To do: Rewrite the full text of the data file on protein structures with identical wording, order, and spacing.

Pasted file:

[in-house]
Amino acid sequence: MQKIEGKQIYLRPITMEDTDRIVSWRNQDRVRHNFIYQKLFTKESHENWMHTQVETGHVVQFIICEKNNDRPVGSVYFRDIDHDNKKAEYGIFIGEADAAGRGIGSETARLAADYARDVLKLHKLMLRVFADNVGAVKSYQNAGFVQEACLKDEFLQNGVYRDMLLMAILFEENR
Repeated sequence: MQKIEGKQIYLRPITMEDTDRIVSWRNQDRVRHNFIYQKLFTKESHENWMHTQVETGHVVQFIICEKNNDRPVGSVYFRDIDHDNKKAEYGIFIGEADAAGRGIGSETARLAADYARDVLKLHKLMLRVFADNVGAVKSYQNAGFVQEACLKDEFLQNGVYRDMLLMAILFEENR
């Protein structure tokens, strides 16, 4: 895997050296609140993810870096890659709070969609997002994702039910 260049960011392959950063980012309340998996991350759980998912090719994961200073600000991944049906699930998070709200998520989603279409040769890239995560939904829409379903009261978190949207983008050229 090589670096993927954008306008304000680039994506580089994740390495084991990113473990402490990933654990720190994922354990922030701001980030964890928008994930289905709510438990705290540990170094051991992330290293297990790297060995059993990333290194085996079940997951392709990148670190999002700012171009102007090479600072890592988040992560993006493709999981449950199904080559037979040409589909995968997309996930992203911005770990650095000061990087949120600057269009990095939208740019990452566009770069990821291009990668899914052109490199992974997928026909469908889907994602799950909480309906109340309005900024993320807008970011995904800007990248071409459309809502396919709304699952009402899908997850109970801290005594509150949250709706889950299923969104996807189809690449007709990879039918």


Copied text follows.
[in-house]
Amino acid sequence: MQKIEGKQIYLRPITMEDTDRIVSWRNQDRVRHNFIYQKLFTKESHENWMHTQVETGHVVQFIICEKNNDRPVGSVYFRDIDHDNKKAEYGIFIGEADAAGRGIGSETARLAADYARDVLKLHKLMLRVFADNVGAVKSYQNAGFVQEACLKDEFLQNGVYRDMLLMAILFEENR
Repeated sequence: MQKIEGKQIYLRPITMEDTDRIVSWRNQDRVRHNFIYQKLFTKESHENWMHTQVETGHVVQFIICEKNNDRPVGSVYFRDIDHDNKKAEYGIFIGEADAAGRGIGSETARLAADYARDVLKLHKLMLRVFADNVGAVKSYQNAGFVQEACLKDEFLQNGVYRDMLLMAILFEENR
């Protein structure tokens, strides 16, 4: 895997050296609140993810870096890659709070969609997002994702039910 260049960011392959950063980012309340998996991350759980998912090719994961200073600000991944049906699930998070709200998520989603279409040769890239995560939904829409379903009261978190949207983008050229 090589670096993927954008306008304000680039994506580089994740390495084991990113473990402490990933654990720190994922354990922030701001980030964890928008994930289905709510438990705290540990170094051991992330290293297990790297060995059993990333290194085996079940997951392709990148670190999002700012171009102007090479600072890592988040992560993006493709999981449950199904080559037979040409589909995968997309996930992203911005770990650095000061990087949120600057269009990095939208740019990452566009770069990821291009990668899914052109490199992974997928026909469908889907994602799950909480309906109340309005900024993320807008970011995904800007990248071409459309809502396919709304699952009402899908997850109970801290005594509150949250709706889950299923969104996807189809690449007709990879039918």